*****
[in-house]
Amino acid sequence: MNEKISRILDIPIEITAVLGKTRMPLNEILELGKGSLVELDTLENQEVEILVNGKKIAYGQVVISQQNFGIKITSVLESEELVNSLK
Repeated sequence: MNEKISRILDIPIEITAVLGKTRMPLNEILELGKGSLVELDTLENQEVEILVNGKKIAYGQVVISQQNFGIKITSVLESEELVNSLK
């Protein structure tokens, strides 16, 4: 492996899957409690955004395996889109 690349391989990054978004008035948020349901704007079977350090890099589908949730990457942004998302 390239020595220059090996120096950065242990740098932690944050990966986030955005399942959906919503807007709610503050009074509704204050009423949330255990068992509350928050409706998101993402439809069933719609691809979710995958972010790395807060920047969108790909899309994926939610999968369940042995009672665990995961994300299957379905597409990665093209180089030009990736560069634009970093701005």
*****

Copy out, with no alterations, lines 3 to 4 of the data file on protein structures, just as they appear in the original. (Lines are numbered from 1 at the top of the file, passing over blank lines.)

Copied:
Repeated sequence: MNEKISRILDIPIEITAVLGKTRMPLNEILELGKGSLVELDTLENQEVEILVNGKKIAYGQVVISQQNFGIKITSVLESEELVNSLK
């Protein structure tokens, strides 16, 4: 492996899957409690955004395996889109 690349391989990054978004008035948020349901704007079977350090890099589908949730990457942004998302 390239020595220059090996120096950065242990740098932690944050990966986030955005399942959906919503807007709610503050009074509704204050009423949330255990068992509350928050409706998101993402439809069933719609691809979710995958972010790395807060920047969108790909899309994926939610999968369940042995009672665990995961994300299957379905597409990665093209180089030009990736560069634009970093701005």